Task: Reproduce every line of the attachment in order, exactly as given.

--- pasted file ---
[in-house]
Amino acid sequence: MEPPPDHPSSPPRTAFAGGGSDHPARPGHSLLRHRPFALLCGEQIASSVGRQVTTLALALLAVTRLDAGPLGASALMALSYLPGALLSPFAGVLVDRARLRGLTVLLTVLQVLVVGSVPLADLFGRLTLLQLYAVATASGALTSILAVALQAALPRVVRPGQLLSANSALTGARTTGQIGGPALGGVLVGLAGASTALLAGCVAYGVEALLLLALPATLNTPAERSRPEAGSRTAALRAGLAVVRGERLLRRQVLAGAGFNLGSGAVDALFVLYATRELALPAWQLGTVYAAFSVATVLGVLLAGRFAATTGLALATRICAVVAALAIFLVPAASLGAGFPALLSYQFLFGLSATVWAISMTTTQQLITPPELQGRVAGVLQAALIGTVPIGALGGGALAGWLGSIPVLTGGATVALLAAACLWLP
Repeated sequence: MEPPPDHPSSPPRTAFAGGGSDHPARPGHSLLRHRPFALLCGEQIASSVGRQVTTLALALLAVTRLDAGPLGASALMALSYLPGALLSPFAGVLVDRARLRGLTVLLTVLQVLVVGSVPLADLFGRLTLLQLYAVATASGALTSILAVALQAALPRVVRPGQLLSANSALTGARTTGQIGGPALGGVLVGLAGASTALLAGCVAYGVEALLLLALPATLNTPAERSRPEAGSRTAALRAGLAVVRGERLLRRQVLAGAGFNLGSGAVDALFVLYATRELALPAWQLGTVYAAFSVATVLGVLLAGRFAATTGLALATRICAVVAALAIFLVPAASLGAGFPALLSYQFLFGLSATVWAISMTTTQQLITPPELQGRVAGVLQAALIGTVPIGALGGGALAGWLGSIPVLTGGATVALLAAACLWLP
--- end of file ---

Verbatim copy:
[in-house]
Amino acid sequence: MEPPPDHPSSPPRTAFAGGGSDHPARPGHSLLRHRPFALLCGEQIASSVGRQVTTLALALLAVTRLDAGPLGASALMALSYLPGALLSPFAGVLVDRARLRGLTVLLTVLQVLVVGSVPLADLFGRLTLLQLYAVATASGALTSILAVALQAALPRVVRPGQLLSANSALTGARTTGQIGGPALGGVLVGLAGASTALLAGCVAYGVEALLLLALPATLNTPAERSRPEAGSRTAALRAGLAVVRGERLLRRQVLAGAGFNLGSGAVDALFVLYATRELALPAWQLGTVYAAFSVATVLGVLLAGRFAATTGLALATRICAVVAALAIFLVPAASLGAGFPALLSYQFLFGLSATVWAISMTTTQQLITPPELQGRVAGVLQAALIGTVPIGALGGGALAGWLGSIPVLTGGATVALLAAACLWLP
Repeated sequence: MEPPPDHPSSPPRTAFAGGGSDHPARPGHSLLRHRPFALLCGEQIASSVGRQVTTLALALLAVTRLDAGPLGASALMALSYLPGALLSPFAGVLVDRARLRGLTVLLTVLQVLVVGSVPLADLFGRLTLLQLYAVATASGALTSILAVALQAALPRVVRPGQLLSANSALTGARTTGQIGGPALGGVLVGLAGASTALLAGCVAYGVEALLLLALPATLNTPAERSRPEAGSRTAALRAGLAVVRGERLLRRQVLAGAGFNLGSGAVDALFVLYATRELALPAWQLGTVYAAFSVATVLGVLLAGRFAATTGLALATRICAVVAALAIFLVPAASLGAGFPALLSYQFLFGLSATVWAISMTTTQQLITPPELQGRVAGVLQAALIGTVPIGALGGGALAGWLGSIPVLTGGATVALLAAACLWLP